An Oracle White Paper March Using SAP NetWeaver with the Oracle Database Appliance 2.9. A Best Practices Guide

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An Oracle White Paper March 2014 Using SAP NetWeaver with the Oracle Database Appliance 2.9 A Best Practices Guide Preface... 3 Oracle Database Appliance Installation Overview...5 ASM Disk Groups for SAP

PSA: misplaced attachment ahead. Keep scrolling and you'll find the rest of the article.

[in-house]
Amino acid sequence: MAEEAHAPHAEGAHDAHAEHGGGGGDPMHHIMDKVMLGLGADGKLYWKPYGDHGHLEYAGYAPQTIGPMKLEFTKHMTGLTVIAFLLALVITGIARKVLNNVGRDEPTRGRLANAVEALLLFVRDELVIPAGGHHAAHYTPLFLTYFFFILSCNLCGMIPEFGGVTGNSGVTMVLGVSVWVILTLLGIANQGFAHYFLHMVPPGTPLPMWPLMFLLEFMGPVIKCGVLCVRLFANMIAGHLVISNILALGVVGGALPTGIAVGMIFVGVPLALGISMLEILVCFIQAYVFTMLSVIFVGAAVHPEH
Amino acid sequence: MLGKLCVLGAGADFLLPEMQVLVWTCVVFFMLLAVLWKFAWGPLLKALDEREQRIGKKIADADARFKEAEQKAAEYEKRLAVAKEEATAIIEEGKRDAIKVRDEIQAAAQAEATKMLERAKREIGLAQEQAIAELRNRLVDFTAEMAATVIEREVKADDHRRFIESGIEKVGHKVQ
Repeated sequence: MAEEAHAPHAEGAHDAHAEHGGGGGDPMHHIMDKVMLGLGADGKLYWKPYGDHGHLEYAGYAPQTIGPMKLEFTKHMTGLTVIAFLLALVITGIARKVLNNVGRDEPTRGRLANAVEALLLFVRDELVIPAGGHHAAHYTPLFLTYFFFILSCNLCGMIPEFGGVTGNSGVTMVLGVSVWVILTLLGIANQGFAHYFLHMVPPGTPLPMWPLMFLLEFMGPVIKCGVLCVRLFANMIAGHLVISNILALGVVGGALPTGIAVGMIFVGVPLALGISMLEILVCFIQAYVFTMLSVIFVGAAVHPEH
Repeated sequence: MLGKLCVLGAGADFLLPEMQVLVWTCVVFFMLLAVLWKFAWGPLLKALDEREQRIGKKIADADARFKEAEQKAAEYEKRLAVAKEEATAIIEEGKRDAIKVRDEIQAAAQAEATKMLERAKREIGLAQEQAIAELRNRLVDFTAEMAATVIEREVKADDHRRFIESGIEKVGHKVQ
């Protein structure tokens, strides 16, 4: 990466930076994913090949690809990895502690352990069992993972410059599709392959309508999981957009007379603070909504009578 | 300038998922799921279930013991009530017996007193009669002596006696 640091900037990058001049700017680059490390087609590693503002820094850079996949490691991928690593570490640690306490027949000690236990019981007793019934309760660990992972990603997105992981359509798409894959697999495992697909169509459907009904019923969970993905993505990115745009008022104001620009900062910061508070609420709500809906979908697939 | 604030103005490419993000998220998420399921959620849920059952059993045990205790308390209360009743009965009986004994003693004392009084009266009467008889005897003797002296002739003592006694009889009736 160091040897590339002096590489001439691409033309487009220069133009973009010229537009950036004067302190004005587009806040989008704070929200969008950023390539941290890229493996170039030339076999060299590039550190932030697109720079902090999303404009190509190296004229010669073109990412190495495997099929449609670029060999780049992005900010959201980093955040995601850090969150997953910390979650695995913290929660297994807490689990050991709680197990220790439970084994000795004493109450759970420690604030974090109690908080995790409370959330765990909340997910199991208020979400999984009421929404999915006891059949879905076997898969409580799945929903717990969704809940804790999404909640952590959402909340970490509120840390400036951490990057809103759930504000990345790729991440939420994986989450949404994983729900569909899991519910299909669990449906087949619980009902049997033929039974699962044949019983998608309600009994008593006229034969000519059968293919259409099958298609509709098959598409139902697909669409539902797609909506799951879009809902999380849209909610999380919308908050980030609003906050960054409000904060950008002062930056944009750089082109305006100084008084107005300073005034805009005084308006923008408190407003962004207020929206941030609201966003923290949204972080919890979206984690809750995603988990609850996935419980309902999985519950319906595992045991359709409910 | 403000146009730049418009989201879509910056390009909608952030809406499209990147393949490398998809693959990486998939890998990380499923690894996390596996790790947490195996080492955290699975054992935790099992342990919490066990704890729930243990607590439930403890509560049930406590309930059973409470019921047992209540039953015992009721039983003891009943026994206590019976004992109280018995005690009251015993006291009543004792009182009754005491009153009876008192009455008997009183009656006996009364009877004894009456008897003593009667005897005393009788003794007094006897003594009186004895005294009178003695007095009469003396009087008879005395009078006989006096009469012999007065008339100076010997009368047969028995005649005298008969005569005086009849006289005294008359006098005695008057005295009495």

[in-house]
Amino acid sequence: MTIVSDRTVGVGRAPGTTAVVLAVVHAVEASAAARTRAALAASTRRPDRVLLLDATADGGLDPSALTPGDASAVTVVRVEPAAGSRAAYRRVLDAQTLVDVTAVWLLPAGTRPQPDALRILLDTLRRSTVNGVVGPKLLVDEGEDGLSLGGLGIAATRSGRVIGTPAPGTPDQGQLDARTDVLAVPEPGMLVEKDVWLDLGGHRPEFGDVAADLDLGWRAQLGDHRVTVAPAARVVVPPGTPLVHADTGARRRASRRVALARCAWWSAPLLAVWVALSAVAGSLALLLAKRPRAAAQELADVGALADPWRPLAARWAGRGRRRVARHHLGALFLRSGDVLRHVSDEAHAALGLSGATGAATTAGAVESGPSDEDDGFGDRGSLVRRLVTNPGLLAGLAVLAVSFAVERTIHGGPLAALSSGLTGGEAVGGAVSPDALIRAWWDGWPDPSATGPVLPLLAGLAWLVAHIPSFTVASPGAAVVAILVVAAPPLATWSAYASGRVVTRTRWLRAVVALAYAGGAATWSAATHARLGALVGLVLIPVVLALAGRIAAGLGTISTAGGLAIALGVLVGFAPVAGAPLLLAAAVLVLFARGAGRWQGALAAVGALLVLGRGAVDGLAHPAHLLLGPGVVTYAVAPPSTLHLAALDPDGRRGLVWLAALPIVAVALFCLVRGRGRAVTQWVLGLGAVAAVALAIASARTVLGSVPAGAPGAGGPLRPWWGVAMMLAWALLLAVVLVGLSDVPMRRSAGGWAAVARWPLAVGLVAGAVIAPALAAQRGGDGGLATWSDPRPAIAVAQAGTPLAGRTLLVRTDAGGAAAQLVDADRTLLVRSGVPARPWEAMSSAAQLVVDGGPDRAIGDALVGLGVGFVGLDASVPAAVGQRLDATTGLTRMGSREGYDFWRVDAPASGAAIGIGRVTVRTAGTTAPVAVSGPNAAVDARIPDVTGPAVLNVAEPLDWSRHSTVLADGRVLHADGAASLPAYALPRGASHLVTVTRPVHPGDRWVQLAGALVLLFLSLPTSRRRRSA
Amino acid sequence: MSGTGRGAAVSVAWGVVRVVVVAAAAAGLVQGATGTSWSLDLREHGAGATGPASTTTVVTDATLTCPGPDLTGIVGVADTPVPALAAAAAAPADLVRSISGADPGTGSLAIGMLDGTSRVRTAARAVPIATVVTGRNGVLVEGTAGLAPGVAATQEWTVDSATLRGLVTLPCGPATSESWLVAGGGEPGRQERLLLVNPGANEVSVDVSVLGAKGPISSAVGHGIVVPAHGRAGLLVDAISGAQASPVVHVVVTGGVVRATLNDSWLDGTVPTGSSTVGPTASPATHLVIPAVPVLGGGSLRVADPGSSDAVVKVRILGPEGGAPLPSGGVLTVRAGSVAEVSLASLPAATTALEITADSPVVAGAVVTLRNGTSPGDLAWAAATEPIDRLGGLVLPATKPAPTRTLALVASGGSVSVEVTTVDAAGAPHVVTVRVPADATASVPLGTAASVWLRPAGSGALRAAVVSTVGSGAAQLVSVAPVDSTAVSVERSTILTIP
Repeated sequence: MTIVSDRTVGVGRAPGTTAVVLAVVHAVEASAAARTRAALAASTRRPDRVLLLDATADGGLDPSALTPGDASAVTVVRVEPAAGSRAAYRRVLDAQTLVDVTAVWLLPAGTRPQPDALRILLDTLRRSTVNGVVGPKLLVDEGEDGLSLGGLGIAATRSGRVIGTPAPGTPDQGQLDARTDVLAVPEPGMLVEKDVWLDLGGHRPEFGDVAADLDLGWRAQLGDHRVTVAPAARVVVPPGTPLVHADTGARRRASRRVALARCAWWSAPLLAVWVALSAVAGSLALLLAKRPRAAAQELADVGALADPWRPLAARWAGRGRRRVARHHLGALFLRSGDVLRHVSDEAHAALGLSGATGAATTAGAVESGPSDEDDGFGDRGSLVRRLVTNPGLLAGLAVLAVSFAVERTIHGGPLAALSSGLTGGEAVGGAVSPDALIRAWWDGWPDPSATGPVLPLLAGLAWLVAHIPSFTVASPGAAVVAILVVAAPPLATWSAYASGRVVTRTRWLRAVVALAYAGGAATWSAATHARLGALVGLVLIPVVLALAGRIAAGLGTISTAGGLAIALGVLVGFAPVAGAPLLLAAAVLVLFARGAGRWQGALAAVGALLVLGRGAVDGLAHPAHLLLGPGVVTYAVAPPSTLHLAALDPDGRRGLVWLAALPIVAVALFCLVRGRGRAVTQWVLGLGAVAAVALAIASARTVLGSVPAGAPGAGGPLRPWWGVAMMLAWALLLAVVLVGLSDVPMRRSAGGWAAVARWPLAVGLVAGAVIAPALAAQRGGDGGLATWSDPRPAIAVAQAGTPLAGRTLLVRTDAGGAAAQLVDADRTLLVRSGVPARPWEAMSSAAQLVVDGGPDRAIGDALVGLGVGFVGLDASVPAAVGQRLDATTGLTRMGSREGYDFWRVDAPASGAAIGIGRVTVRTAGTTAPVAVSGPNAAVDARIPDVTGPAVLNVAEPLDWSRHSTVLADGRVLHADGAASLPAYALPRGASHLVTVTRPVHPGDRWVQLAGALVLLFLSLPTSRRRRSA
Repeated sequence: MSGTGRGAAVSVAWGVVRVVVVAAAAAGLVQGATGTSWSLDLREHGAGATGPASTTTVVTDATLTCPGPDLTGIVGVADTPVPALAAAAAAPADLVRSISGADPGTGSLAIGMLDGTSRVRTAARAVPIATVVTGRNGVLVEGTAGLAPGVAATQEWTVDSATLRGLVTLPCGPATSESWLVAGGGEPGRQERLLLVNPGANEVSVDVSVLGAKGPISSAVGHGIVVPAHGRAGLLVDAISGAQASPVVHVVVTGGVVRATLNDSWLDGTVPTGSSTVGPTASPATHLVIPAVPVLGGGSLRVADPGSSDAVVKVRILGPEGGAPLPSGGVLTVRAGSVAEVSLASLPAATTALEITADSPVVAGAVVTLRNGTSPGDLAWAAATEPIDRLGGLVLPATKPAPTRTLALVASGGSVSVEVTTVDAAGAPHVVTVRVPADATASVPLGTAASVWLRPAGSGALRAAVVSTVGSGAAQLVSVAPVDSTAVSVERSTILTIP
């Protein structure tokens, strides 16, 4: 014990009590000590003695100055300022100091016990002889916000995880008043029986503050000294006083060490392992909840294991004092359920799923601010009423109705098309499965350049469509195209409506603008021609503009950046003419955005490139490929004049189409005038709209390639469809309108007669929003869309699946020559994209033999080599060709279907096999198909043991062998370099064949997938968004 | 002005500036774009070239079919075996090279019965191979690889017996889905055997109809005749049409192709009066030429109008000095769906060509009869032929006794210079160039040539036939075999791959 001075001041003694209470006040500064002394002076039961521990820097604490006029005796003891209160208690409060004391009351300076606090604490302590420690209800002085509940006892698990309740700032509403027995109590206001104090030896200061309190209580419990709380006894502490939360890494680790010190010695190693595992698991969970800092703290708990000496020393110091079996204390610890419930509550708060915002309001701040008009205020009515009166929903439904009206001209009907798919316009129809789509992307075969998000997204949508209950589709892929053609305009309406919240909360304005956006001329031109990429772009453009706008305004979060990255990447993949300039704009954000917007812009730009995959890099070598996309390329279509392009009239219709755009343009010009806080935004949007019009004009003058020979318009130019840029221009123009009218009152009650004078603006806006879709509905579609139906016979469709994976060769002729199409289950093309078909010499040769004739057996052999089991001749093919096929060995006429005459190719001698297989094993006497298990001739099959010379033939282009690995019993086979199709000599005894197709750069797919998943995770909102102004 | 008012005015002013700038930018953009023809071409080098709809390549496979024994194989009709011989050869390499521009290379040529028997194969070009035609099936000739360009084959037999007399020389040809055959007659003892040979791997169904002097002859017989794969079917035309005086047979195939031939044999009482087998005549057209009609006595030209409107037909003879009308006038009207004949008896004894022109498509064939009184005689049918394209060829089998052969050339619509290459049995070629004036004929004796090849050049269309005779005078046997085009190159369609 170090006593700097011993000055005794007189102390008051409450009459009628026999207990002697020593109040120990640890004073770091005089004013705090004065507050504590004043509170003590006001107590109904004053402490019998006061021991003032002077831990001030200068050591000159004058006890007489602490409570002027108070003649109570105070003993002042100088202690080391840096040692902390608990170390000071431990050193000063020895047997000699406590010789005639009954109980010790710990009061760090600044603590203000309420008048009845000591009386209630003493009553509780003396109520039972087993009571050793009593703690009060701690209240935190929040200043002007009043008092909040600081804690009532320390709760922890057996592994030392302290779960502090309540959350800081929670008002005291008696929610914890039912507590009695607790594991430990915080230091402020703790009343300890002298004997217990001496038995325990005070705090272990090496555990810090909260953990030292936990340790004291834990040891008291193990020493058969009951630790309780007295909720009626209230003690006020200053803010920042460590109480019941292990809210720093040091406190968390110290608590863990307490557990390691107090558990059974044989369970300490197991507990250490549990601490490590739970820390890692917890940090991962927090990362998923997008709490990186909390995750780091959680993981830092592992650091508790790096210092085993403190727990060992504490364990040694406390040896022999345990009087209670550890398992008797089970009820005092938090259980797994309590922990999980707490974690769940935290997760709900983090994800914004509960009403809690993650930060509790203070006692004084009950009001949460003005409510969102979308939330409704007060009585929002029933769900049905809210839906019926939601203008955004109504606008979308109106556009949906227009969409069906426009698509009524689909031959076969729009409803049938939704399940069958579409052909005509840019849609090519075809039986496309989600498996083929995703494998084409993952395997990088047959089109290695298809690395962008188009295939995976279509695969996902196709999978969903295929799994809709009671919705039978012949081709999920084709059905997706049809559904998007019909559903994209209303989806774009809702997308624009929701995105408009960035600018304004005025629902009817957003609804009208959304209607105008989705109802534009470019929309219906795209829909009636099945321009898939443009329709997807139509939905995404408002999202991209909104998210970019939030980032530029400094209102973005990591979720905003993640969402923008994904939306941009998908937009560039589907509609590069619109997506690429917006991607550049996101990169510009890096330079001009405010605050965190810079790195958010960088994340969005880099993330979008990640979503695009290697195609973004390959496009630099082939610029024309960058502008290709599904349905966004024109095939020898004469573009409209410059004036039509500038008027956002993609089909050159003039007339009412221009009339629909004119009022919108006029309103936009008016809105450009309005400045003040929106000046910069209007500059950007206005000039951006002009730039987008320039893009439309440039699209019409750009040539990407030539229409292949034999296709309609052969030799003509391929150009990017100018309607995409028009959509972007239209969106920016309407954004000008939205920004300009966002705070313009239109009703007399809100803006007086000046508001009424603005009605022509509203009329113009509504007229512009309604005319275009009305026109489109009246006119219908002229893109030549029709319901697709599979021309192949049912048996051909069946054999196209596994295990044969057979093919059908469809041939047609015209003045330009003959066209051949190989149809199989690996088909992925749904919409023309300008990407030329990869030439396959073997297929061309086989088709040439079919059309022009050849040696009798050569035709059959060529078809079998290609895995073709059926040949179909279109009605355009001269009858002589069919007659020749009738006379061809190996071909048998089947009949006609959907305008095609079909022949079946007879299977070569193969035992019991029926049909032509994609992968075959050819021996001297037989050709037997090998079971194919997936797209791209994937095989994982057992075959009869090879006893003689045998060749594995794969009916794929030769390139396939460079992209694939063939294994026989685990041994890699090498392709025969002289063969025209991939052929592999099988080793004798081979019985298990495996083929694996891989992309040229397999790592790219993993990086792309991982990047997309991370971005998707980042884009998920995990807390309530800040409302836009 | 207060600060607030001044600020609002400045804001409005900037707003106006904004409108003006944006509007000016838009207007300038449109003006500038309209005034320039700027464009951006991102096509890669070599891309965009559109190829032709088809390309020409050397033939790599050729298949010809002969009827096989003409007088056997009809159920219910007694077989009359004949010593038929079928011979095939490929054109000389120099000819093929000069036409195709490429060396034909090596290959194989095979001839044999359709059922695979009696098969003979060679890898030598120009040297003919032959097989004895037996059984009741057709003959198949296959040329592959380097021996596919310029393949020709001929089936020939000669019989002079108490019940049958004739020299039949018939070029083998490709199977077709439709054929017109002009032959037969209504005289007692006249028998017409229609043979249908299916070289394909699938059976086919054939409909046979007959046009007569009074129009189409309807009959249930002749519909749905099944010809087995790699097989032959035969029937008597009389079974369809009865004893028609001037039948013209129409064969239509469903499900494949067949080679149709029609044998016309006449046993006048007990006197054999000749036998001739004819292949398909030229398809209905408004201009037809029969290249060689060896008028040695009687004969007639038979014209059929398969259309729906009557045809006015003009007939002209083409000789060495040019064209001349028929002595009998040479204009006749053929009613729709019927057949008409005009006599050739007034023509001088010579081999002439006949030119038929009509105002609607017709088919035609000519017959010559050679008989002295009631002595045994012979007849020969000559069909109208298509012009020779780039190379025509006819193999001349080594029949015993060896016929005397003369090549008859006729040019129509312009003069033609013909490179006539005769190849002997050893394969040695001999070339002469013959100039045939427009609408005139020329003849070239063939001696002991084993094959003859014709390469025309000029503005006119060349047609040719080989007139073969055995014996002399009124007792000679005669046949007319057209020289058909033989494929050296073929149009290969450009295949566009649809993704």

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An Oracle White Paper March 2014 Using SAP NetWeaver with the Oracle Database Appliance 2.9 A Best Practices Guide Preface... 3 Oracle Database Appliance Installation Overview...5 ASM Disk Groups for SAP Databases... 7 Clustering Solution for SAP HA on Oracle Database Appliance...8 Newer SAP NetWeaver Products on Oracle Database Appliance...8 Character Set Requirements for SAP Databases... 8 Non Unicode SAP Installations... 8 Shared File Systems in SAP Environments Oracle Database Appliance for SAP Deployment SAP Oracle Home Naming Requirements Using SAPinst on the Oracle Database Appliance...23 SAPinst: Oracle Database Instance Post SAPinst Installation Steps SAP Database Administration with BR*Tools...66 Lifecycle Management for SAP Databases Installation of the Operating System and Firmware Patches...68 Installation of the SAP Bundle Patch for the Oracle Database Appliance...69 Migration of SAP Databases Migration Approach 1: Oracle to Oracle (O2O) ACS Service and Customer Self Service...70 Migration Approach 2: Oracle to Oracle (Triple O) ACS Service only Migration Approach 3: Oracle RMAN and Transportable Tablespaces...73 Documentation References:... 74 Preface This document explains all the necessary steps to setup an SAP system based on the SAP NetWeaver technology using an Oracle Database Appliance 2.9 and later. Note: This paper is for Oracle Database Appliance 2.9 and later releases. All SAP products and solutions based on SAP NetWeaver Technology using a minimum SAP NetWeaver Version 7.0 are certified and supported to be used with the Oracle Database Appliance. Therefore SAP products such as SAP ERP 6.0, SAP ECC 6.0, SAP BW 7.0, SAP CRM 7.0, SAP SRM 7.0 or SAP Solutions such as SAP Banking Services version 7.0 can be used with the Oracle Database Appliance. SAP products which are not based on SAP NetWeaver Technology such as SAP Business Objects cannot be used with the Oracle Database Appliance. The Oracle Database Appliance provides the following capabilities to an SAP environment: Highly available active-active clustered database server for SAP Applications Highly available file server for SAP required shared file systems such as /sapmnt Complete clustering solution for SAP High Availability Resources such as Central Services for both ABAP and JAVA stack The Oracle Database Appliance cannot be used to run SAP application instances. SAP application instances have to run on separate machines which use the Ethernet network to exchange data with the database(s) on the Oracle Database Appliance. In SAP terminology this is called a three tier architecture. This flexible three tier architecture allows for any combination of hardware and operating systems running the SAP instances to be used with the Oracle Database Appliance. So for example you can run or keep existing SAP Application servers on AIX or HP-UX platforms connected to the Oracle Database Appliance. This flexibility allows for an easy introduction of the Oracle Database Appliance in existing SAP environments as it leaves the SAP application layer unchanged. The only SAP components which are supported to run on the Oracle Database Appliance are the SAP database administration tools (BR*Tools) and the SAP central services (SCS and ASCS). This whitepaper describes the SAP specific deployment and configuration of necessary Oracle software settings on the Oracle Database Appliance as of the following version: 3 Oracle Database End User Appliance Bundle Version Version Grid Database Infrastructu Version re Version Single Instance RAC For older Oracle Database Appliance, see the respective whitepaper on SCN. When using SAP applications with the Oracle Database Appliance you can either use Oracle Database 11g Release 2 or Oracle Real Application Clusters 11g Release 2. Oracle Real Application Clusters One Node is not supported with SAP products and therefore cannot be used. The paper describes the SAP specific deployment and configuration of necessary Oracle software settings on the Oracle Database Appliance, SAP specific database requirements, information on how to install SAP required database patches for the Oracle Database Appliance and suggestions for the implementation of shared file systems for SAP installations. SAP Note will be updated on a regular base to reflect any changes on using SAP Applications with the Oracle Database Appliance. Overall this document complements the existing Oracle Database Appliance documentation [1] and therefore it is assumed that the reader is familiar with the Oracle Database Appliance documentation. To understand the requirements and steps outlined in this document it is necessary that the reader is also familiar with the SAP specific support notes and white papers on Oracle RAC [2] and Oracle ASM [3]. SAP support notes [4] are available from the SAP Service Marketplace for authorized users. 4 Oracle Database Appliance Installation Overview To set up your Oracle Database Appliance for an SAP database, you must follow the below steps: 1. Re-image the Oracle Database Appliance If the Oracle Database Appliance is delivered with a factory image of version less than , you must re-image the Oracle Database Appliance with the OS ISO Image or later. You can download the ISO image following the links in Oracle Support Note and install it according to the instructions in the Oracle Database Application documentation. 2. Install the Oracle Database Appliance Bundle Patch Install the Oracle Database Appliance Bundle Patch corresponding to the Oracle Database Appliance ISO image you installed in the first step ( or later). It is recommended to install the Oracle Database Appliance Bundle Patch even after re-imaging the Oracle Database Appliance with an ISO image, since the Oracle Database Appliance Bundle Patch may contain firmware patches that are not installed by the ISO image. You can download the Oracle Database Appliance Bundle Patch following the links in Oracle Support Note and install it according to the instructions in the Oracle Database Application documentation. 3. Install and deploy the Oracle Database Appliance End User Bundle Install the Oracle Database Appliance End User Bundle corresponding to your Oracle Database Appliance version and start the database deployment. You can download the Oracle Database Appliance End User Bundle following the links in Oracle Support Note Install and deploy the end user bundle according to the instructions in section Oracle Database Appliance for SAP Deployment of this white paper. 4. Use SAPinst to prepare the Oracle Database Appliance for an SAP database Run SAPinst as described in section Using SAPinst on the Oracle Database Appliance of this white paper to create SAPspecific OS users, create SAP-specific directories, and otherwise prepare the Oracle Database Appliance for an SAP database. 5. Install the latest SAP Bundle Patch for the Oracle Database Appliance It is required that any database instance has the latest SAPrecommended Oracle grid and database patches installed. 5 For the Oracle Database Appliance, these are delivered in the SAP Bundle Patch for Oracle Database Appliance on the SAP Service Marketplace. You can download the latest SAP Bundle Patch for the Oracle Database Appliance following the instructions in SAP Note and install it according to the instruction in section Installation of the SAP Bundle Patch for ODA of this white paper. 6. Create or migrate an SAP database instance Run SAPinst as described in section Using SAPinst on the Oracle Database Appliance to create a new SAP database instance. That database instance will use the Oracle database software deployed by the Oracle Database Appliance End User Bundle above. Alternatively, you can migrate an existing SAP database to the Oracle Database Appliance as described in section Migration of SAP Databases of this white paper. 6 ASM Disk Groups for SAP Databases The default ASM Disk Groups provided by the Oracle Database Appliance should be used for all SAP databases. For SAP production databases a redundancy level of high should be used to achieve the highest level of protection against any type of storage failure. Other SAP databases used for development, test and QA may use a normal ASM redundancy level. In line with the standard Oracle Database Appliance setup you should use the ASM disk Groups +DATA, +REDO and +RECO. The DATA Group should contain all data files, control files, spfiles, OCR and voting disks. The RECO Group should contain temporary files, archive logs, flashback files and backups. The REDO Group should contain all non-multiplexed redo log files. When storing more than one SAP database (for instance an SAP ERP database and an SAP BW database or an SAP ERP database with an SAP CRM database or multiple SAP ERP databases) on the Oracle Database Appliance all files of each of these SAP databases should follow the above recommendation and all be stored in the DATA, REDO and RECO disk groups. For performance and throughput reasons it is recommended for each SAP database to only have two control files in the DATA disk group and non-multiplexed online redo log files in the REDO disk group. As standard SAP installations use three control files in the database it is recommended to remove one control file from the spfile or init.ora. Standard SAP installations also use two members for each online redo log file. On the Oracle Database Appliance it is therefore necessary to remove one member of each online redo log file for each redo thread. The source database will have multiple redo threads if it was a RAC database. Three control files and multiplexed online redo log files are not needed on the Oracle Database Appliance as the control files and the online redo log files are stored in the DATA and REDO disk groups which already provide triple mirroring for each file at the Oracle ASM level due to the redundancy level of high. 7 Clustering Solution for SAP HA on Oracle Database Appliance If you plan implementing of SAP High Availability Resources such as Central Services for both SAP ABAP (ASCS, ERS) stack, SAP JAVA (SCS, ERS) stack and SAP WebDispatcher you can choose SAPCTL. Check the support of SAP NetWeaver product and SAP Kernel with Oracle Linux 5.x in the SAP PAM. SAP Note describes SAPCTL. A very detailed guide, how to implement ASCS and ERS on Oracle Database Appliance you can find in SAP Note Newer SAP NetWeaver Products on Oracle Database Appliance SAP NetWeaver products will be delivered with SAP Kernel 7.20 EXT and higher or with SAP Kernel 7.40 and higher. Oracle Database Appliance runs with Oracle Linux 5.x and these newer versions of SAP Kernel are not supported for this OS release. Running the Oracle Databases on Oracle Database Appliance is allowed and BR*Tools and SAP Host Agent for 7.20 must be used. Any other parts of a SAP System (ASCS, SCS, ERS, PAS, AS) must be run on an other server with following the requirements of SAP. More related information can be found in SAP Note and Character Set Requirements for SAP Databases New installations of systems from SAP NetWeaver 7.0 are only supported with Unicode. For an SAP Unicode installation it is required that both the character and the national character set in the database is set to UTF8. The installation tool of SAP will take care about the character set and automatically choose the right one. With ODA version the deployment has changed and you can decide whether a default database should be created or not. For SAP the recommendation is not to create a default database and bypass the step Database Information. Non Unicode SAP Installations Existing Non-Unicode SAP installations can be used with the Oracle Database Appliance. It is important for these Non-Unicode installations that the character and national character set of the migrated databases from existing systems to the Oracle Database Appliance are kept the same as in the original system. It is mandatory that the SAP application of such a Non-Unicode SAP installation runs on an operating system which supports the Non- 8 Unicode runtime requirements of SAP. The Product Availability Matrix (PAM) of SAP (http://www.service.sap.com/pam) should be checked for valid operating system support for Non-Unicode SAP installations. In the case of Non-Unicode installations it is highly recommended to not change the hardware or operating system for the SAP application layer. Only the existing database server and storage layer should be changed to the Oracle Database Appliance. Note: In the case of Non-Unicode SAP installations you cannot run the SAP Central Services on the Oracle Database Appliance. 9 Shared File Systems in SAP Environments In an SAP environment it is common that all SAP Application Servers have access to a shared file system (/sapmnt, /usr/sap/trans,...) which store the SAP kernels, profiles, trace files and provide the global SAP transport directory. In typical SAP installations such a shared file system is implemented using a NAS appliance, a cluster file system or through an NFS exported file system from the database server. For high availability reasons a cluster file system is being used or the source of the NFS location is protected by special configurations such as HA-NFS to not be a single point of failure in an SAP environment. If you already have an existing shared file system solution in your SAP environment not using an NFS exported file system from the database server it is recommended to continue to use this solution when moving to the Oracle Database Appliance. The Oracle Database Appliance offers during the deployment phase the configuration of a Cloud File System. This file system is based on Oracle's Advanced Cluster File System (ACFS) and can be used for /sapmnt on all application servers, if it is NFS exported from the database server.. After the deployment you can add additional file systems like /usr/sap/trans,..., using Advanced Storage Management Configuration Assistance (asmca). 10 Oracle Database Appliance for SAP Deployment This section describes the deployment of the ODA End User Bundle for SAP. The deployment installs the Oracle Grid and RDBMS software and creates an Oracle Grid instance and an Oracle database. With ODA version as mentioned above we bypass the create database step, we deploy the RDBMS software only. The deployment can be divided into two major parts. The first part is the pre-installation part, where all necessary customer specific parameters are collected and be stored into a configuration file. The second part of the installation uses the information from the configuration file. The deployment is divided into 25 automated running steps. Before you can start the deployment of the Oracle Database Appliance end user bundle, ensure that you have the latest Oracle Database Appliance Bundle Patch installed. See above section Oracle Database Appliance Installation Overview for more details. The next pages show a step by step deployment. Note that since version the option -advance to command oakcli deploy is available, which offers new functionality. Login as user root on the first node Change to directory /tmp Run the deployment:: /opt/oracle/oak/bin/oakcli deploy -advance 11 Choose SAP Application. 12 Set the user id and group id dependent on your environment. SAP defined the GI User and the DB User as oracle, the Install Group is oinstall, DBA Group is dba, DBA Oper Group is oper, ASM DBA Group is asmdba, ASM Oper Group is asmoper and ASM Admin Group is asmadmin. 13 Set your System Name, with Help you get answers, what is meant with each input. 14 15 ODA supports beside the public network other network if needed. 16 SAPinst will be used to create the database. Therefore this step will be skipped. 17 18 In case you will use Oracle Database Appliance to provide /sapmnt, this mask is to setup an Oracle CloudFS/ACFS file system. 19 Use Install to start the deployment. 20 21 SAP Oracle Home Naming Requirements The correct installation and operation of any SAP utility such as SAPinst or BR*Tools on the database nodes of the Oracle Database Appliance requires some preparation for the correct setting of the ORACLE_HOME environment variable in the SAP environment. The SAP environment requires the ORACLE_HOME environment variable to be set to /oracle/ sid / release . To create an SAP database, SAPinst searches for the ORACLE_HOME directory. If there is a usable installation with the Oracle RDBMS software correctly installed SAPinst will not extract the RDBMS DVD, it will use the existing installation. SAPinst looks for the RDBMS software in /oracle/ sid / release the standard path of SAP for the Oracle RDBMS software. The ODA deployment installs the RDBMS software under /u01/app/oracle/product/ /dbhome_1. Therefore we need to create a symbolic link on both nodes. login to the nodes and create the directory /oracle and /oracle/ sid . We use here ADO as the SID / ]# mkdir /oracle / ]# chown oracle:oinstall /oracle / ]# su oracle create the symbolic link / ]# mkdir -p /oracle/ado / ]# ln -s /u01/app/oracle/product/ /dbhome_1 /oracle/ado/112 Repeat above steps on the second node / ]# mkdir /oracle / ]# chown oracle:oinstall /oracle / ]# su oracle create the symbolic link / ]# mkdir -p /oracle/ado / ]# ln -s /u01/app/oracle/product/ /dbhome_1 /oracle/ado/112 22 Using SAPinst on the Oracle Database Appliance SAP has changed the installation utility SAPinst to work on the Oracle Database Appliance. The next pages show the Oracle Database Appliance related steps from a perspective of SAPinst. We start SAPinst with the step RAC/ASM/Database Instance Preparation to create SAP-specific OS users, create SAP-specific directories, and otherwise prepare the Oracle Database Appliance for an SAP database. Preparation is recommended for both nodes of the Oracle Database Appliance. 23 Select Custom Mode. 24 Deselect Profiles are available, we have no SAP profiles with a new installation. 25 Set the SAP system ID, we use here ADO for SAP SID and Oracle SID. The ACFS file system /sapmnt is available and realized with Oracle ACFS. 26 27 28 29 Set the Oracle SID, select RAC on Oracle ASM and the type of RAC on Engineered Systems. 30 31 32 33 34 Set the ORACLE_HOME for GRID and the ASM instance. 35 36 37 38 Repeat the step Database Instance Preparation on the second node. 39 SAPinst: Oracle Database Instance Dependent on your installation needs, it is required to install the necessary SAP instances (ASCS, SCS or ERS) first, as described in the SAP Installation Guide. After that you can start the database installation described on the next pages. This steps are only needed on one of the nodes of Oracle Database Appliance. We make these steps on the first node lsoda01. 40 41 42 43 44 45 46 47 48 49 50 Before you choose Next verify the OS user oracle belongs to OS group sapinst! 51 52 53 54 55 56 Check Mirror Redo Log Files and select ASM Diskgroup +REDO for the secondary member of the RedoLogs. All RedoLog are located on the Diskgroup +REDO. 57 All Control Files are located on the ASM Diskgroup +DATA. If plan more then one Control File you have to use different names. 58 Verify the database parameter compatible. If compatible is less than the database compatibility of your ASM Disk Group, change the parameter to the database compatibility of your ASM Disk Group compatibility. In addition verify if the following parameters are set, if not add them. _enable_numa_support = FALSE _file_size_increase_increment= 2044M _disable_interface_checking = TRUE _gc_undo_affinity = FALSE _gc_policy_time = 0 db_block_checksum = FULL db_lost_write_protect = TYPICAL db_block_checking = FULL db_create_file_dest = +DATA db_create_online_log_dest_1= +REDO 59 60 61 62 63 64 Post SAPinst Installation Steps Setup the environment for your new database on each node, edit the file /etc/oratab and add the lines: on first node lsoda01: ADO1:/oracle/ADO/112:N on seco